Picture of smart phone in human hand

World leading smartphone and mobile technology research at Strathclyde...

The Strathprints institutional repository is a digital archive of University of Strathclyde's Open Access research outputs. Strathprints provides access to thousands of Open Access research papers by University of Strathclyde researchers, including by Strathclyde researchers from the Department of Computer & Information Sciences involved in researching exciting new applications for mobile and smartphone technology. But the transformative application of mobile technologies is also the focus of research within disciplines as diverse as Electronic & Electrical Engineering, Marketing, Human Resource Management and Biomedical Enginering, among others.

Explore Strathclyde's Open Access research on smartphone technology now...

New proof-of-concept in viral inactivation : virucidal efficacy of 405 nm light against feline calicivirus as a model for norovirus decontamination

Tomb, Rachael Margaret. and Maclean, Michelle and Coia, John E. and Graham, Elizabeth and McDonald, Michael and Atreya, Chintamani D and MacGregor, Scott J. and Anderson, John G. (2016) New proof-of-concept in viral inactivation : virucidal efficacy of 405 nm light against feline calicivirus as a model for norovirus decontamination. Food and Environmental Virology. ISSN 1867-0342

[img]
Preview
Text (Tomb-etal-FEV2016-New-proof-of-concept-in-viral-inactivation)
Tomb_etal_FEV2016_New_proof_of_concept_in_viral_inactivation.pdf - Final Published Version
License: Creative Commons Attribution 4.0 logo

Download (756kB) | Preview

Abstract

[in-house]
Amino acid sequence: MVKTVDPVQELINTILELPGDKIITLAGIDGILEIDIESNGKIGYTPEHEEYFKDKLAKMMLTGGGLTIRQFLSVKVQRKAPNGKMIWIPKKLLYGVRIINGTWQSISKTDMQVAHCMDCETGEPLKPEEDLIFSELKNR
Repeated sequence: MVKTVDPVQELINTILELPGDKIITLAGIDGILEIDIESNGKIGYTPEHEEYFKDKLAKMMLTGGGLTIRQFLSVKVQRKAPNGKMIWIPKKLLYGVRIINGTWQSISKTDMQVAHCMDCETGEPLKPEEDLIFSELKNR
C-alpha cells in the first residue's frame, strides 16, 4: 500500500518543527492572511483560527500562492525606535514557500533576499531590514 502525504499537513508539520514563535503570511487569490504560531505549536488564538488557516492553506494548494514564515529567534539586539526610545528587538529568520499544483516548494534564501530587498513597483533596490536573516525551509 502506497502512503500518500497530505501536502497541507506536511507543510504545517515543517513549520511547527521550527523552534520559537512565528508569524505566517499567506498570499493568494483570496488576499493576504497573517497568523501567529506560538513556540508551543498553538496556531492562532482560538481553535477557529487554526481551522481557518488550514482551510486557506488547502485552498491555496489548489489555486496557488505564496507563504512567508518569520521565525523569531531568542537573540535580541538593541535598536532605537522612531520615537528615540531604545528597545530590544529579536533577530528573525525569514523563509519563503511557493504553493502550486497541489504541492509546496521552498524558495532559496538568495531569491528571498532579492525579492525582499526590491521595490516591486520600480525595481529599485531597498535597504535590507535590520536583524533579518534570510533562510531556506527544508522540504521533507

The requirement for novel decontamination technologies for use in hospitals is ever present. One such system uses 405 nm visible light to inactivate microorganisms via ROS generated oxidative damage. Although effective for bacterial and fungal inactivation, little is known about the virucidal effects of 405 nm light. Norovirus (NoV) gastroenteritis outbreaks often occur in the clinical setting and this study was designed to investigate potential inactivation effects of 405 nm light on the NoV surrogate, feline calicivirus (FCV). FCV was exposed to 405 nm light whilst suspended in minimal and organically rich media to establish the virucidal efficacy and the effect biologically-relevant material may play in viral susceptibility. Antiviral activity was successfully demonstrated with a 4 Log10 (99.99%) reduction in infectivity when suspended in minimal media evident after a dose of 2.8 kJ cm-2. FCV exposed in artificial faeces, artificial saliva, blood plasma and other organically-rich media exhibited an equivalent level of inactivation using between 50-85% less dose of the light, indicating enhanced inactivation when the virus is present in organically-rich biologically-relevant media. Further research in this area could aid in the development of 405 nm light technology for effective NoV decontamination within the hospital environment.